Effect of increased dietary crude protein levels on production performance, nitrogen utilisation, blood metabolites and ruminal fermentation of Holstein bulls

  • Xia, Chuanqi (State Key Laboratory of Animal Nutrition, College of Animal Science and Technology, China Agricultural University) ;
  • Rahman, Muhammad Aziz Ur (State Key Laboratory of Animal Nutrition, College of Animal Science and Technology, China Agricultural University) ;
  • Yang, He (State Key Laboratory of Animal Nutrition, College of Animal Science and Technology, China Agricultural University) ;
  • Shao, Taoqi (State Key Laboratory of Animal Nutrition, College of Animal Science and Technology, China Agricultural University) ;
  • Qiu, Qinghua (State Key Laboratory of Animal Nutrition, College of Animal Science and Technology, China Agricultural University) ;
  • Su, Huawei (State Key Laboratory of Animal Nutrition, College of Animal Science and Technology, China Agricultural University) ;
  • Cao, Binghai (State Key Laboratory of Animal Nutrition, College of Animal Science and Technology, China Agricultural University)
  • Received : 2018.02.11
  • Accepted : 2018.05.02
  • Published : 2018.10.01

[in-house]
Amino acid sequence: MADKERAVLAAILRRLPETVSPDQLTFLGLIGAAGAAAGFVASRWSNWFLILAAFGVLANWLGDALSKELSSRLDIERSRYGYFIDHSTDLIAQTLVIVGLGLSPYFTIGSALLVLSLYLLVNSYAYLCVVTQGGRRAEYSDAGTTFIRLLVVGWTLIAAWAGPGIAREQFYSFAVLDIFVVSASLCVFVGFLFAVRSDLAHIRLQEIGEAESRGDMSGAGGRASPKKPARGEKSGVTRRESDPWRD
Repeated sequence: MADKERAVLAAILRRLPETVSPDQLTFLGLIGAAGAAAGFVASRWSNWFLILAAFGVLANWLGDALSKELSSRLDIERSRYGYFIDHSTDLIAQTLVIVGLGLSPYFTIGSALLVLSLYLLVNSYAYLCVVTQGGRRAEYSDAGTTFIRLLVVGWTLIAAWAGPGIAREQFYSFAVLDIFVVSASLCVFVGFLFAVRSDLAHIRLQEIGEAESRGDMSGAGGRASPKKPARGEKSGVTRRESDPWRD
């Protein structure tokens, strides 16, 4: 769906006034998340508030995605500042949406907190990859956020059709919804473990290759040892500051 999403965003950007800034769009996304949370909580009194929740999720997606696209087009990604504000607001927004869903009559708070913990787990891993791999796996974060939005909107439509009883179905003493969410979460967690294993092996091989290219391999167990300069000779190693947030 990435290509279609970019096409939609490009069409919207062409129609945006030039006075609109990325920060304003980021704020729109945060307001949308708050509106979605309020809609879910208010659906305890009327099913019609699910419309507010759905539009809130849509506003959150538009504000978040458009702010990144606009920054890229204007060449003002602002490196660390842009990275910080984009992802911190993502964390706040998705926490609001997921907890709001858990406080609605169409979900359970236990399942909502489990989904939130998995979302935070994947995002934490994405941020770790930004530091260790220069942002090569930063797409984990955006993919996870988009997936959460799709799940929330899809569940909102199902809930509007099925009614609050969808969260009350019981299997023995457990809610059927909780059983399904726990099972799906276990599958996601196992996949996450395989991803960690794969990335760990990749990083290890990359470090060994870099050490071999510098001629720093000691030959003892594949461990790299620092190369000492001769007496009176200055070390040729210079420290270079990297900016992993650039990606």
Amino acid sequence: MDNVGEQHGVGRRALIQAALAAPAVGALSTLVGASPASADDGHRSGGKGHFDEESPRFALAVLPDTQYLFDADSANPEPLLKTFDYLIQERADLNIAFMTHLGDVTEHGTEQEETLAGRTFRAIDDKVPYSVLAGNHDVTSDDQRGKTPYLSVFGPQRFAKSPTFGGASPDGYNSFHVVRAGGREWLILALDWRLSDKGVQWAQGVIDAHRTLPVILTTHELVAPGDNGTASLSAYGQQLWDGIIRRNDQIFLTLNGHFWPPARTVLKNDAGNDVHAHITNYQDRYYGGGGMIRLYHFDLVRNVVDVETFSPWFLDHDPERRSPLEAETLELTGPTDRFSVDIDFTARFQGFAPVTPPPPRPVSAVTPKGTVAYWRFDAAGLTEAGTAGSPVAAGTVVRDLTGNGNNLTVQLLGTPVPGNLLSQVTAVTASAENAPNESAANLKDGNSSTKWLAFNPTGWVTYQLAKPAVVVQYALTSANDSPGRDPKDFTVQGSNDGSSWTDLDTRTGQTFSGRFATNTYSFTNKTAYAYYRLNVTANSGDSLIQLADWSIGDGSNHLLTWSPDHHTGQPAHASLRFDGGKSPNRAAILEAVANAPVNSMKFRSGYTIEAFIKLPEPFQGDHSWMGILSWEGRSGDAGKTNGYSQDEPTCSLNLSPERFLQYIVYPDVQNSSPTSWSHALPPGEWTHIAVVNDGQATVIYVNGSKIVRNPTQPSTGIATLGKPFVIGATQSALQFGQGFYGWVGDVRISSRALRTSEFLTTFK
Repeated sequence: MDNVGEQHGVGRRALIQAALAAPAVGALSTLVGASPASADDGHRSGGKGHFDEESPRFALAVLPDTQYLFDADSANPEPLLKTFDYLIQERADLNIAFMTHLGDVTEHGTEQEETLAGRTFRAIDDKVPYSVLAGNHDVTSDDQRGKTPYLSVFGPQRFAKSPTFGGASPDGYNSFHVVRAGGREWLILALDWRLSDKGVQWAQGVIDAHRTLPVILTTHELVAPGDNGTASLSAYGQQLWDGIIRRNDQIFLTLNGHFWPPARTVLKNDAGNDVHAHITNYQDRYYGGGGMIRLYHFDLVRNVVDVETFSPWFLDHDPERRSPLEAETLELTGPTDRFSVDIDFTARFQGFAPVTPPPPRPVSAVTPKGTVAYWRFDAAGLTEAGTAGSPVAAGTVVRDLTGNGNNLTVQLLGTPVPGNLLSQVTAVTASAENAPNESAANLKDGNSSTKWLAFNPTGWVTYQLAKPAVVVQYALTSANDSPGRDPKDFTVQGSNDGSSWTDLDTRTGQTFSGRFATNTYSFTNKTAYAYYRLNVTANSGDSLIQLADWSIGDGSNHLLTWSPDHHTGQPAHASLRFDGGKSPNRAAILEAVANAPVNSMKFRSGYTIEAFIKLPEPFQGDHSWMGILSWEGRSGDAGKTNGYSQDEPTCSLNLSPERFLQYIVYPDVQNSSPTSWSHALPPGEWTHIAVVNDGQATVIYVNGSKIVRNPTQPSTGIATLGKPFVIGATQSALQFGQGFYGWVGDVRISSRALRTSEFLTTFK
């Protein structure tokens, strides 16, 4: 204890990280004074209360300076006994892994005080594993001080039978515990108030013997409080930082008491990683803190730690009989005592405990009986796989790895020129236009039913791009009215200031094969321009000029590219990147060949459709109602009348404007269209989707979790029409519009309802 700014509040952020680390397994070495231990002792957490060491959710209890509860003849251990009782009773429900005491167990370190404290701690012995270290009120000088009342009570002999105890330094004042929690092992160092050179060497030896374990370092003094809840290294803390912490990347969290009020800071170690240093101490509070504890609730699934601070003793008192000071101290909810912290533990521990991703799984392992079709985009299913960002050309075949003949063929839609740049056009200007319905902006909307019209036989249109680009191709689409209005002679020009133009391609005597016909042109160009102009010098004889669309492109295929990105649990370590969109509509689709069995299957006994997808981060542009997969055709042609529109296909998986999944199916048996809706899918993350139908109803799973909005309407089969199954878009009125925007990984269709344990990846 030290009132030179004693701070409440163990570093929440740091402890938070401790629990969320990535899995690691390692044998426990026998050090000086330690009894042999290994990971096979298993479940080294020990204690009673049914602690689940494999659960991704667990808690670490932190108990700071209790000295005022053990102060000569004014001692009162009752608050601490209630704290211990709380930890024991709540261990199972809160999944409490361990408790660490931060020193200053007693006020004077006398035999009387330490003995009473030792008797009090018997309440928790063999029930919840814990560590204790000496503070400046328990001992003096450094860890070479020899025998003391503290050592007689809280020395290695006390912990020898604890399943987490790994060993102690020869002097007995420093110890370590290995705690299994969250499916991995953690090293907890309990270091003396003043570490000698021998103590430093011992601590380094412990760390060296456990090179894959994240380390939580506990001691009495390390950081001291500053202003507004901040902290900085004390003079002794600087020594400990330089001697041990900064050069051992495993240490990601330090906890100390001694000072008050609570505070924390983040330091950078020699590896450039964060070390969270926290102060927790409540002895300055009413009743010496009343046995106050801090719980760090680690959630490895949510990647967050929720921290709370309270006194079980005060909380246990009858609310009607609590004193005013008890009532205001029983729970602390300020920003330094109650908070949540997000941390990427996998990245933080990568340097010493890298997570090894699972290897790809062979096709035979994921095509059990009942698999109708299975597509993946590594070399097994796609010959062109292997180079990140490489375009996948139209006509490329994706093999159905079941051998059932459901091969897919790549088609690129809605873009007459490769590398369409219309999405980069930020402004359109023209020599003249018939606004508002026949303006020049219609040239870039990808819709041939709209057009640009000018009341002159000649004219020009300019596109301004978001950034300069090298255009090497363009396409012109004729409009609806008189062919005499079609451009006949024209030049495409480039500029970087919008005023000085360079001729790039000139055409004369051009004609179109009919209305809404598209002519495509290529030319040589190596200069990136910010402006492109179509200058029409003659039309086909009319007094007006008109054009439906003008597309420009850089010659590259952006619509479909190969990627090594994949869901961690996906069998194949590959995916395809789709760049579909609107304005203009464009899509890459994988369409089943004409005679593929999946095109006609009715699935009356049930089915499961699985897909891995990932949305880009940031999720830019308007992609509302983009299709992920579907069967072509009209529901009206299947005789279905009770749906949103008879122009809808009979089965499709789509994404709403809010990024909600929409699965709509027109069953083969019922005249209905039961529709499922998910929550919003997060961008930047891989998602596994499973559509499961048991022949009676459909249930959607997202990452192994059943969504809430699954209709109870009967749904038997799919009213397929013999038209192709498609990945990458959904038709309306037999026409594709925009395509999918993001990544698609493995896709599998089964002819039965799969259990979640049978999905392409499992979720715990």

Objective: This study investigated the effect of dietary crude protein (CP) supplementation on nutrient intake, nitrogen (N) utilisation, blood metabolites, ruminal fermentation and growth performance of young Holstein bulls. Methods: Twenty-one young bulls weighing $277{\pm}11.2kg$ were equally divided into three groups and were offered diets formulated with low CP (LCP; 10.21% CP and 4.22% rumen degradable protein [RDP]), medium CP (MCP; 12.35% CP and 5.17% RDP) and high CP (HCP; 14.24% CP and 6.03% RDP). Yellow corn silage was used as a unique forage source and was mixed with concentrate. This mixed feed was given ad libitum to the young bulls included in the study. Results: Results showed that CP intake, blood urea nitrogen, N intake, total N excretion and N balance increased linearly with an increase in dietary CP level (p<0.05). However, no significant difference was observed in nutrient digestibility among the bulls receiving the different diets. Ruminal pH (p<0.05) and ammonia nitrogen ($NH_3-N$) concentration (p<0.01) were significantly higher in the bulls receiving the MCP and HCP diets than in those receiving the LCP diet. The bulls receiving the HCP diet showed significantly higher ruminal bacterial protein level, propionate, acetate and total volatile fatty acid (TVFA) concentrations than bulls receiving the LCP diet (p<0.05). Moreover, dietary CP level exerted a significant positive effect on the final body weight, average daily gain and gain-to-feed ratio of the bulls (p<0.05). Conclusion: High dietary CP level is optimal for achieving maximum growth and high profitability without exerting a negative effect on the physiology of growing Holstein bulls.


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